Sourcebook on Climate-Smart
Agriculture, Forestry and Fisheries 

Climate-Smart Agriculture, Forestry and Fisheries concept and definition

Climate-smart agriculture, forestry and fisheries (CSA), as defined and presented by FAO at the Hague Conference on Agriculture, Food Security and Climate Change in 2010, contributes to the achievement of sustainable development goals. It integrates the three dimensions of sustainable development (economic, social and environmental) by jointly addressing food security and climate challenges. It is composed of three main pillars:

  • sustainably increasing agricultural productivity and incomes;
  • adapting and building resilience to climate change;
  • reducing and/or removing greenhouse gases emissions, where possible.

CSA is an approach to developing the technical, policy and investment conditions to achieve sustainable agricultural development for food security under climate change. The magnitude, immediacy and broad scope of the effects of climate change on agricultural systems create a compelling need to ensure comprehensive integration of these effects into national agricultural planning, investments and programs. The CSA approach is designed to identify and operationalize sustainable agricultural development within the explicit parameters of climate change.

Executive summary

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See: Climate-Smart Agriculture - Policies, Practices and Financing for Food Security, Adaptation and Mitigation, FAO 2010 

Purpose

The purpose of the sourcebook is to elaborate the concept of climate-smart agriculture, demonstrate its potential as well as limitations and facilitate decision makers’ at a number of levels (including political actors and natural resource managers) to understand how different options for planning, policies, investments and practices are available and suitable for transforming different agricultural sectors, landscapes and food systems into CSA. The sourcebook shows how CSA could be achieved, and what it would take to achieve it. It further analyzes existing solutions and barriers and demonstrates how they could be used to promote the uptake of CSA.   

Target audience

This sourcebook aims to be a useful reference for planners, practitioners and policy makers working in agriculture, forestry and fisheries at national and sub-national levels. It is assumed that the audience may have little prior knowledge of climate change related assessments, processes and expected impacts, but needs to understand how measures for adaptation and mitigation of climate change can be integrated with development policies to promote in the development of resilient ecosystems, food security and sustainable livelihoods. Private sector involvement is also considered in the sourcebook.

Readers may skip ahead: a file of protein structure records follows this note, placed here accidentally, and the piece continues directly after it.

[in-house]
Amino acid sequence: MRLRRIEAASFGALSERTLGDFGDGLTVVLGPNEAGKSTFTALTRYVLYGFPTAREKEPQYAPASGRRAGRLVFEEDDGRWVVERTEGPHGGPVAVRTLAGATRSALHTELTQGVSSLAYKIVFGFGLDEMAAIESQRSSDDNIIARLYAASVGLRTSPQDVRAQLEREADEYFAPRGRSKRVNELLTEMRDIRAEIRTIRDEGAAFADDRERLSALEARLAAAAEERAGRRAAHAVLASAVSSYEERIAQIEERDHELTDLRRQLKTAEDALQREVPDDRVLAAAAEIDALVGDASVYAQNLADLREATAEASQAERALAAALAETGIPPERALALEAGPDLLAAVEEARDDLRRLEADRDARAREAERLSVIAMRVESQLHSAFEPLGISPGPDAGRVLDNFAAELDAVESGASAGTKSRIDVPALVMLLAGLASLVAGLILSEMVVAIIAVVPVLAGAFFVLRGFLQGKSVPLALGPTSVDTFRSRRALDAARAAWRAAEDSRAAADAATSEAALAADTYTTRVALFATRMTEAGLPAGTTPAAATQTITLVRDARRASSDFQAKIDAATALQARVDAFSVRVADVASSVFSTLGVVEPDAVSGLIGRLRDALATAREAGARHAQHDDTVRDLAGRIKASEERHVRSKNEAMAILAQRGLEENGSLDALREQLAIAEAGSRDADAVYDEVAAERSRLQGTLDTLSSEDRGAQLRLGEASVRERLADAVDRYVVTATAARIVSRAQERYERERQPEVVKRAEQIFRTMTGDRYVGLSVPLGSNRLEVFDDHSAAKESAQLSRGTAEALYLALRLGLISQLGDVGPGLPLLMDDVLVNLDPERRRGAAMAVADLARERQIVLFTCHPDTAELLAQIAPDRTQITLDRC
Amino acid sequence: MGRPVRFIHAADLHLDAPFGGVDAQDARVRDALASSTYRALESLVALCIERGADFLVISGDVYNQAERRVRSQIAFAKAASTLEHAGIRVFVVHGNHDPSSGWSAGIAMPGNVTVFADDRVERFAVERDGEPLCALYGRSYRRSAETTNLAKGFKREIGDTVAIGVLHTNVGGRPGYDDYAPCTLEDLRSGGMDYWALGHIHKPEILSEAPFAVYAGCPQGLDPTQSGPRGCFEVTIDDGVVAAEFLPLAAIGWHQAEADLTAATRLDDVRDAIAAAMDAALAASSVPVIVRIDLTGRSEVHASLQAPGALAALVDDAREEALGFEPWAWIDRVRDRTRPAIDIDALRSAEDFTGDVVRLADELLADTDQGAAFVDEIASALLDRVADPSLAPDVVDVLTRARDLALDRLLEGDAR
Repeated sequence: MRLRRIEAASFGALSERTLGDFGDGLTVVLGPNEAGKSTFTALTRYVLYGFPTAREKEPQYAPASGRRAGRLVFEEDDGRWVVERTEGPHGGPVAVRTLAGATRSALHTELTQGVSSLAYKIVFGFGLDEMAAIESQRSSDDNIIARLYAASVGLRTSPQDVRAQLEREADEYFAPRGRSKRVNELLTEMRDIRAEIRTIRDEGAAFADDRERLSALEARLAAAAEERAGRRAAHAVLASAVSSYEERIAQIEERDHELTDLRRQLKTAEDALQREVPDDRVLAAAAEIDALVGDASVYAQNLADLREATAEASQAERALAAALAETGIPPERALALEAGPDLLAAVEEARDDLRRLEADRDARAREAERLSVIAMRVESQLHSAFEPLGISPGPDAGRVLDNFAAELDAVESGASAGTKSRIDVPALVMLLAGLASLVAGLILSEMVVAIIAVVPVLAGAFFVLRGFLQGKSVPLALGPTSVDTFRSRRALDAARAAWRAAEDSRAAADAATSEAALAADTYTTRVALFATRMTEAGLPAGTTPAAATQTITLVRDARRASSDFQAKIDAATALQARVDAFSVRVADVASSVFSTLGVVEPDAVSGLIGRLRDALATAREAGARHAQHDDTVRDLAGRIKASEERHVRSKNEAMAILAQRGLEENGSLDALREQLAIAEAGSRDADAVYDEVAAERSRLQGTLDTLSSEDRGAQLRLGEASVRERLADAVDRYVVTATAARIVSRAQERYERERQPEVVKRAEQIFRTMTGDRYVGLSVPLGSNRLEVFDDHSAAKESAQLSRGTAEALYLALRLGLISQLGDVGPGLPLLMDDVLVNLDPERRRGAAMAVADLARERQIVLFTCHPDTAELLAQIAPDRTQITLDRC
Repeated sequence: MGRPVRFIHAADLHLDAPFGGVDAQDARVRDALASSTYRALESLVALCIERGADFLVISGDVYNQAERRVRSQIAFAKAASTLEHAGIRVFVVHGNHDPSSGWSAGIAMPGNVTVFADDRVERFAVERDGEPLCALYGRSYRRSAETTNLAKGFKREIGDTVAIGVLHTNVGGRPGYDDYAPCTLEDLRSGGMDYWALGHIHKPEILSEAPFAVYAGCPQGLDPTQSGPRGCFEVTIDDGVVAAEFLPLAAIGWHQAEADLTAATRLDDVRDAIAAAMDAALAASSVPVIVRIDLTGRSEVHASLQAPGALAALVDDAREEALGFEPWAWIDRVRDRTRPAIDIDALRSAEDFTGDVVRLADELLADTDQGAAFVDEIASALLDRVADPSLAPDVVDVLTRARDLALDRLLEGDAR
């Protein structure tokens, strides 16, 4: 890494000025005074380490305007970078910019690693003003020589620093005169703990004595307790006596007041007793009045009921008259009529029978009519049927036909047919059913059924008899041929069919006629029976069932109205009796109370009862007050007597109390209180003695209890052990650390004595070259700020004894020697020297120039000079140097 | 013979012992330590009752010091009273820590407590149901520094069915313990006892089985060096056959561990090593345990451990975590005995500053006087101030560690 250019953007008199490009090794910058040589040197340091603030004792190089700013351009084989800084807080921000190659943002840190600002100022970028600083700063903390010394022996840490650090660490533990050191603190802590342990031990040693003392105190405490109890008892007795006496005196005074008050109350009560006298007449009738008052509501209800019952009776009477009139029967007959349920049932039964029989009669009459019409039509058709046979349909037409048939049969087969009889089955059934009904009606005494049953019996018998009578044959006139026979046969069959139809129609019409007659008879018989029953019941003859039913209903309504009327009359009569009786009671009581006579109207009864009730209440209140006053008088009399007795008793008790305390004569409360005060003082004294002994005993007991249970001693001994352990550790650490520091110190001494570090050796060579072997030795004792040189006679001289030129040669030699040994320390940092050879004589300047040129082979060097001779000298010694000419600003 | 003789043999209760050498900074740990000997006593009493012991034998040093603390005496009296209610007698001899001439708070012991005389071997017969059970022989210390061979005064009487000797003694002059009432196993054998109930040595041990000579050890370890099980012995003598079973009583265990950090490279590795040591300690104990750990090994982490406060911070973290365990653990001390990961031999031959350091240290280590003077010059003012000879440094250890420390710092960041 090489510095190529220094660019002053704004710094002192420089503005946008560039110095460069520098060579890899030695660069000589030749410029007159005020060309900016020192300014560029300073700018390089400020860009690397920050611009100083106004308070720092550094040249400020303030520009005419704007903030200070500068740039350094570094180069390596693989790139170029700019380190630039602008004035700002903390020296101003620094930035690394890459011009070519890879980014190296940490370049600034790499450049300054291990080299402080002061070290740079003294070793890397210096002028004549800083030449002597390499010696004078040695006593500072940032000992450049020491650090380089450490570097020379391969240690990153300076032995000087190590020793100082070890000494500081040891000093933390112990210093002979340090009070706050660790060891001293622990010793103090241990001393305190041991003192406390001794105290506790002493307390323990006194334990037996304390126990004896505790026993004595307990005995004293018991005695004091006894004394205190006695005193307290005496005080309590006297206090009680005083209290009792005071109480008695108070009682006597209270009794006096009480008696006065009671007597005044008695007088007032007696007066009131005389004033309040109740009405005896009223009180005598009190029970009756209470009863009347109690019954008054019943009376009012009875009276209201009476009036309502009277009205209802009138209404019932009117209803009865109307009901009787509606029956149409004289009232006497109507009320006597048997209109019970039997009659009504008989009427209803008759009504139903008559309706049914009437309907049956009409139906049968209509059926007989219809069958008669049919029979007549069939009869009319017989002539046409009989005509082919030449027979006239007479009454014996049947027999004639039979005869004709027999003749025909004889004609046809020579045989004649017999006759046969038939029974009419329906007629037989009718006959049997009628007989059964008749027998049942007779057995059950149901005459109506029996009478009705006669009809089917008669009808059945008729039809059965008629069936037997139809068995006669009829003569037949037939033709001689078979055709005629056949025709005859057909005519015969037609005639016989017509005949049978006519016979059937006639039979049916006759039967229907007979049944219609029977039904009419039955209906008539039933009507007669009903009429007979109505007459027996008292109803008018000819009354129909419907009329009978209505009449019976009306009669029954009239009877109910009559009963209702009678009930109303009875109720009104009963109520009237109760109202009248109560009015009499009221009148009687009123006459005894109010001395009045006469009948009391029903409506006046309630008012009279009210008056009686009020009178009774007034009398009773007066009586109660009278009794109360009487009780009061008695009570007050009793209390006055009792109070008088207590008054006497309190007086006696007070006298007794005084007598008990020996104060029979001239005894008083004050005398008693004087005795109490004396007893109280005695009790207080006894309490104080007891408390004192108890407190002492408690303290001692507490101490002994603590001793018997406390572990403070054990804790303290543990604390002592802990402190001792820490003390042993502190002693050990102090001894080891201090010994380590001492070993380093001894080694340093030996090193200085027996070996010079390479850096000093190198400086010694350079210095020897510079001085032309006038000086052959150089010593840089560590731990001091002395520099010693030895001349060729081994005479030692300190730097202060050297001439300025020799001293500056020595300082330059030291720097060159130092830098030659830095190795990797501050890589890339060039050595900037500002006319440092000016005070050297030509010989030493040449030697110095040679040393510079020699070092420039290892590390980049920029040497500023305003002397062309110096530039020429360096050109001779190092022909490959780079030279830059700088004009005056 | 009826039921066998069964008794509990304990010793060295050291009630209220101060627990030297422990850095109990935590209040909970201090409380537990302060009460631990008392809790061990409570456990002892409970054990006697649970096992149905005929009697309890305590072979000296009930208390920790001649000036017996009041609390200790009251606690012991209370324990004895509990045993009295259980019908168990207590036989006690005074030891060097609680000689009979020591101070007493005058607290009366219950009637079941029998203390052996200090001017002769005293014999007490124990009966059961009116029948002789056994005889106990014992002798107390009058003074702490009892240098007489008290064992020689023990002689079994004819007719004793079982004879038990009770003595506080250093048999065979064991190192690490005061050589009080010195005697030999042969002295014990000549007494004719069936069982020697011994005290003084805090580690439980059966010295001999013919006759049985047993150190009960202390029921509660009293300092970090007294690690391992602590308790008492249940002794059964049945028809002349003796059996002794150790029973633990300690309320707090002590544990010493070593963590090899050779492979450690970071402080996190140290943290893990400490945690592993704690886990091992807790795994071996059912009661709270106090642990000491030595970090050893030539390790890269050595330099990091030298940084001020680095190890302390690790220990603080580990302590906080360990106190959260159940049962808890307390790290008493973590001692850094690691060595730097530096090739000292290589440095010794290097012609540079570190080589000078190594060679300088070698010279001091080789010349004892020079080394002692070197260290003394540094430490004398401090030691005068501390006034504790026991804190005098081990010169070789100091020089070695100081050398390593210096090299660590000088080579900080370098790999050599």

Structure

The sourcebook is divided into three sections:

Section A “The Case for Climate-Smart Agriculture“ consists of two Modules establishing a conceptual  framework and is targeted to a broad audience. Module 1 explains the rationale for CSA and module 2 focuses on the adoption of a landscape approach.

Section B “Improved Technologies and Approaches for Sustainable Farm Management” is divided in nine modules. It is targeted primarily to the needs of planners and practitioners and analyzes what issues need to be addressed in the different sectors to achieve CSA; what is needed in terms of water (Module 3), soils (Module 4), energy (Module 5) and genetic resources (Module 6) for up-scaling of practices of crop production (Module 7), livestock (Module 8), forestry (Module 9) and fisheries and aquaculture (Module 10) along sustainable and inclusive food value chains (Module 11).

Section C “Enabling frameworks” encompasses seven Modules, targeting to policy makers providing guidance on what institutional (Module 12), policy (Module 13) and finance (Module 14) options are available. It further provides information on links between disaster risk reduction (Module 15) and utilization of safety nets (Module 16) and also illustrates the key role of capacity development (Module 17) and assessments and monitoring (Module 18).

CSA Key features

Within climate-smart agriculture multiple challenges faced by agriculture and food systems are addressed simultaneously and holistically. CSA is not a single specific agricultural technology or practice that can be universally applied. It is an approach that requires site-specific assessments to identify suitable agricultural production tehcnologies and practices. This approach:

  • Is a location-specific and knowledge-intensive
  • Identifies integrated options that create synergies and reduce trade-offs
  • Identifies barriers to adoption and provides appropriate solutions
  • Strives to achieve multiple objectives while prioritizing benefits and trade-offs
  • Identifies barriers to adoption and provides appropriate solutions
  • Strengthens livelihoods by improving access to services, resources and markets
  • Addresses adaptation and builds resilience to shocks
  • Considers climate change mitigation as a potential co-benefit
  • Integrates climate financing with traditional sources of agricultural investment.
  • It brings together practices, policies and institutions that are not necessarily new but are used in the context of climate change  

Web platform

The Sourcebook will be available in the current CSA website facilitating stakeholders’ access to additional information, case studies, manuals, practices, and systems etc. of a particular module. The platform is dynamic and will be updated on a regular basis.